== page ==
As we continued on to our next stop, Camp Polk Meadow Preserve, we spotted a pair of White-headed Woodpeckers going to a cavity at eye level right beside the road! We moved the car back a bit and stepped out to watch them as Steve noted the GPS location of the cavity. We could hear young at the cavity and when one adult went in and didn't emerge again after a few minutes, we decided to move on, not wishing to influence their behavior in any way.  And there were likely to be many more WHWO's over the next day - Sisters is a great area for them.  At Camp Polk Meadow, we had several Wilson's Warblers, a skulking MacGillivray's Warbler, a singing Yellow-breasted Chat (which is pretty uncommon in OR) another pair of White-headed Woodpeckers, as well as calling Virginia Rails, and a Sora in the little pond area.
Heading back through Sisters we spotted a pair of California Quail sitting out in the open which I got a quick pic off before they scampered away.
A quick check of another nest site that Steve knew of ticked another woodpecker off the list - this time a pair of Lewis's Woodpeckers.
Soon after (in another location) we also ticked off Downy and Black-backed Woodpeckers - is it any wonder that this area can be easily called a Woodpecker Wonderland?
We stopped for lunch at Camp Sherman as well as checking out to see what other birds were in the area (another good spot for White-headed Woodpeckers) and we watched another pair of sapsuckers going to an eye-level cavity with another Red-breasted x Red-naped Sapsucker Hybrid.
Yes, this is an area where there are quite a few hybrids.  Steve has made quite a study of them, and actually had an article printed in Birding Magazine back in 2005 about recognizing hybrids.  The article can be found in PDF format here.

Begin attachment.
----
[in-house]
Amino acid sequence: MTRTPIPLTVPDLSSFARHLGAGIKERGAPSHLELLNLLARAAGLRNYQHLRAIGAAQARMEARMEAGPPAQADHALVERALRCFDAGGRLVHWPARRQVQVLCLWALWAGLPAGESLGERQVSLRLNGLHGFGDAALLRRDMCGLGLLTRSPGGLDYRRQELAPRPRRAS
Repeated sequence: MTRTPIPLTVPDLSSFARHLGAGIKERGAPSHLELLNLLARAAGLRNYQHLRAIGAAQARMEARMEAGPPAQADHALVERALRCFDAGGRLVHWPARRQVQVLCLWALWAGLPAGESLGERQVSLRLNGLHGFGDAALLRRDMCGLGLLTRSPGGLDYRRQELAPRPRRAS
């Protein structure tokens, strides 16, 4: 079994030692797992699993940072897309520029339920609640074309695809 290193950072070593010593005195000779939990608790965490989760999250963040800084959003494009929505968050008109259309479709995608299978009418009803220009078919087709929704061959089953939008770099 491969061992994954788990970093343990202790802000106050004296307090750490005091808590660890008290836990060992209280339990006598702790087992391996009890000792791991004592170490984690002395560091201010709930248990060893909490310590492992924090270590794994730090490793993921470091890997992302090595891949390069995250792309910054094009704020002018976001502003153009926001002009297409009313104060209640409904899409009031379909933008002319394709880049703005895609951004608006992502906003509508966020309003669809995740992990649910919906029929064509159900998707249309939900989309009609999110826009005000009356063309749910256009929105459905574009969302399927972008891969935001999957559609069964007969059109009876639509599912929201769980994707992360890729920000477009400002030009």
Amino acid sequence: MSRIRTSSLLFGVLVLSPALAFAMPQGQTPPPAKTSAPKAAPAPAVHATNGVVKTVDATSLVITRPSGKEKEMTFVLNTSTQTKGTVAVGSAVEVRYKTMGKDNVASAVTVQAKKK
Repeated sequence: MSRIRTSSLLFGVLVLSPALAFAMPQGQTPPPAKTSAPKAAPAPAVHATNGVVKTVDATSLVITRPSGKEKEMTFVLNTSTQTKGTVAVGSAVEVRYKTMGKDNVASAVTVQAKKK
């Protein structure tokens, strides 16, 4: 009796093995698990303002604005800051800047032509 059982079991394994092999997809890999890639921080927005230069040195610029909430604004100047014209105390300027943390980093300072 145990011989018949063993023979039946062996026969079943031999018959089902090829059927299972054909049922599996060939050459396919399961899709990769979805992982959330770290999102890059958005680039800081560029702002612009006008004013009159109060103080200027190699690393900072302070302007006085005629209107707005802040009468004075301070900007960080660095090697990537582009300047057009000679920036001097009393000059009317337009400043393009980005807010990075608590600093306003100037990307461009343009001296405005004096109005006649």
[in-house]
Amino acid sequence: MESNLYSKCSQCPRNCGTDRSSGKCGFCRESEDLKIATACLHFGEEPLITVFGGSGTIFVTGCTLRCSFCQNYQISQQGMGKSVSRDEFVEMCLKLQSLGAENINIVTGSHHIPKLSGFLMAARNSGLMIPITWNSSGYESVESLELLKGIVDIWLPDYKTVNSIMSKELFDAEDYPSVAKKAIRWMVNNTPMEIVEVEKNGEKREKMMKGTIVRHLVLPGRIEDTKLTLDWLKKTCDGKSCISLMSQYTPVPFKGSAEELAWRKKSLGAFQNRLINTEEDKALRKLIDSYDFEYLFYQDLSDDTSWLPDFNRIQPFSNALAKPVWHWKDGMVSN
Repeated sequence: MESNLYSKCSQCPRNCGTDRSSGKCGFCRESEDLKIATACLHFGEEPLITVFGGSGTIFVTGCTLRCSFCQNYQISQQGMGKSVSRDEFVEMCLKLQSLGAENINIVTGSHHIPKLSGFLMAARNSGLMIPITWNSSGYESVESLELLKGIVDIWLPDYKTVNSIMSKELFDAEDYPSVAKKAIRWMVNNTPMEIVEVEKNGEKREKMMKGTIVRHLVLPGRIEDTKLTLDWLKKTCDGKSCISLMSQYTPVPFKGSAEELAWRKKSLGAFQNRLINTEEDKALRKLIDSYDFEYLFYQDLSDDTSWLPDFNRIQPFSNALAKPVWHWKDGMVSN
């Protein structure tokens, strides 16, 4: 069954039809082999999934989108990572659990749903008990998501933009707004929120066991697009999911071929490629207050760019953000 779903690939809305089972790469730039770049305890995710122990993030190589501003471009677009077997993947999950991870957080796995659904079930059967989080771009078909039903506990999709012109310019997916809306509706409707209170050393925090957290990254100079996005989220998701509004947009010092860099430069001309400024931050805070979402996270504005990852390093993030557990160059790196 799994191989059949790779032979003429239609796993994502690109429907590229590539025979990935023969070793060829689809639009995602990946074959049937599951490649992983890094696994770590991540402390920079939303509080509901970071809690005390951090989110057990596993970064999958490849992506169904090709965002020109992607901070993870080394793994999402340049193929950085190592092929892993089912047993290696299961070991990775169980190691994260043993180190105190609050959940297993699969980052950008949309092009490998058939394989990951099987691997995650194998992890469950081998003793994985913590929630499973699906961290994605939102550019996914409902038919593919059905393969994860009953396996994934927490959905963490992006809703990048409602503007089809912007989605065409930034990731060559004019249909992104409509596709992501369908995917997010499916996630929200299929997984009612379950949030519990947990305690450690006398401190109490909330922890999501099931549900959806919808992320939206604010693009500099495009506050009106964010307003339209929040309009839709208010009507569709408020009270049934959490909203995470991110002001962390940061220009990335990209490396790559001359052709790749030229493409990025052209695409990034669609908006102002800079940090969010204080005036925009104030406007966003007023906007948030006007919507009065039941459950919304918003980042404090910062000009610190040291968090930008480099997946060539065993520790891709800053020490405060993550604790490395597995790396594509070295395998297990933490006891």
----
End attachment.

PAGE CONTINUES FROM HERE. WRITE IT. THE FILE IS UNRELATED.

While we were watching the sapsuckers, Steve's sharp ears picked up the peeping of some nestlings nearby, which turned out to be a cavity full of Red-shafted Northern Flicker chicks!
While on this trip, I wasn't just interested in the woodpeckers (although it was indeed very difficult to pull my attention away from them) but also some of the regulars out there.  Whereas we have Blue Jays here in New England, which can be easy to look past because they are common, out in Oregon, the more common jays are the Stellar's Jay, and I really wanted to get a photo of them.
Another comparison could be the chickadees.  Here in New England, Black-capped Chickadees are never very difficult to find, whereas while we were east of the Cascades, Mountain Chickadees were pretty easy to come across.
Even the juncos, which are the same species, have different races, and the Oregon race were almost constant within earshot.

I've spent a lot of this post talking about White-headed Woodpeckers, but haven't posted any pics yet.  We'd seen several, but spent more time looking than photographing, as they seemed pretty skittish.  Before the day was over though, I'd revisited one of the nesting pairs we'd seen earlier, and using the car as a blind, took a few minutes to photograph one of my favorite birds of this trip.

We did have one more full day with Steve, with quite a surprise, but I'll save that for one more post...